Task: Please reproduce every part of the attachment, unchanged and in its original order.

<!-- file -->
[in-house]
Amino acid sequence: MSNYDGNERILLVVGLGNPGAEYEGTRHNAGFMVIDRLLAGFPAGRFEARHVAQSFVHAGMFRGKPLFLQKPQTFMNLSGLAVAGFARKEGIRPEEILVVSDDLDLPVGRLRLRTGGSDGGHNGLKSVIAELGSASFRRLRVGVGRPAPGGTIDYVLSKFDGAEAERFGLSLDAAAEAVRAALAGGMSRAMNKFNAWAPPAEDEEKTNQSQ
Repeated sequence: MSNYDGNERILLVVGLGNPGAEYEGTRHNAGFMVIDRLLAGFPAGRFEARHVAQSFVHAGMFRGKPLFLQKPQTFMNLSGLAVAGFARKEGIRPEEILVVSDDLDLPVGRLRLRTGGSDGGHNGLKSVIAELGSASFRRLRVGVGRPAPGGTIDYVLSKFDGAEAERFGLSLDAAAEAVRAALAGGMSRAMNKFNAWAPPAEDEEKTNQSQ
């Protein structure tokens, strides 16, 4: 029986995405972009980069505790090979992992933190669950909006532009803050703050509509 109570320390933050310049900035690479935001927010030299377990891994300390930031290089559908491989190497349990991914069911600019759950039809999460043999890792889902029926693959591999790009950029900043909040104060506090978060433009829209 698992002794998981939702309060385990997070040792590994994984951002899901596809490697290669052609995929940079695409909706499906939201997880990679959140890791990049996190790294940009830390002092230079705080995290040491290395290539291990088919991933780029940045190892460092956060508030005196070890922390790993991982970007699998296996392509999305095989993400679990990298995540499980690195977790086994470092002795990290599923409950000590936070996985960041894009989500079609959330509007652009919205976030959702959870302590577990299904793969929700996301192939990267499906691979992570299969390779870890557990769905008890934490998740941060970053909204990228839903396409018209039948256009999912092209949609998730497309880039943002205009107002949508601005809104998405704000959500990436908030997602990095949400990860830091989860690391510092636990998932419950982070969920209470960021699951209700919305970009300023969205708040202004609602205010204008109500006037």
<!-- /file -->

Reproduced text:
[in-house]
Amino acid sequence: MSNYDGNERILLVVGLGNPGAEYEGTRHNAGFMVIDRLLAGFPAGRFEARHVAQSFVHAGMFRGKPLFLQKPQTFMNLSGLAVAGFARKEGIRPEEILVVSDDLDLPVGRLRLRTGGSDGGHNGLKSVIAELGSASFRRLRVGVGRPAPGGTIDYVLSKFDGAEAERFGLSLDAAAEAVRAALAGGMSRAMNKFNAWAPPAEDEEKTNQSQ
Repeated sequence: MSNYDGNERILLVVGLGNPGAEYEGTRHNAGFMVIDRLLAGFPAGRFEARHVAQSFVHAGMFRGKPLFLQKPQTFMNLSGLAVAGFARKEGIRPEEILVVSDDLDLPVGRLRLRTGGSDGGHNGLKSVIAELGSASFRRLRVGVGRPAPGGTIDYVLSKFDGAEAERFGLSLDAAAEAVRAALAGGMSRAMNKFNAWAPPAEDEEKTNQSQ
């Protein structure tokens, strides 16, 4: 029986995405972009980069505790090979992992933190669950909006532009803050703050509509 109570320390933050310049900035690479935001927010030299377990891994300390930031290089559908491989190497349990991914069911600019759950039809999460043999890792889902029926693959591999790009950029900043909040104060506090978060433009829209 698992002794998981939702309060385990997070040792590994994984951002899901596809490697290669052609995929940079695409909706499906939201997880990679959140890791990049996190790294940009830390002092230079705080995290040491290395290539291990088919991933780029940045190892460092956060508030005196070890922390790993991982970007699998296996392509999305095989993400679990990298995540499980690195977790086994470092002795990290599923409950000590936070996985960041894009989500079609959330509007652009919205976030959702959870302590577990299904793969929700996301192939990267499906691979992570299969390779870890557990769905008890934490998740941060970053909204990228839903396409018209039948256009999912092209949609998730497309880039943002205009107002949508601005809104998405704000959500990436908030997602990095949400990860830091989860690391510092636990998932419950982070969920209470960021699951209700919305970009300023969205708040202004609602205010204008109500006037």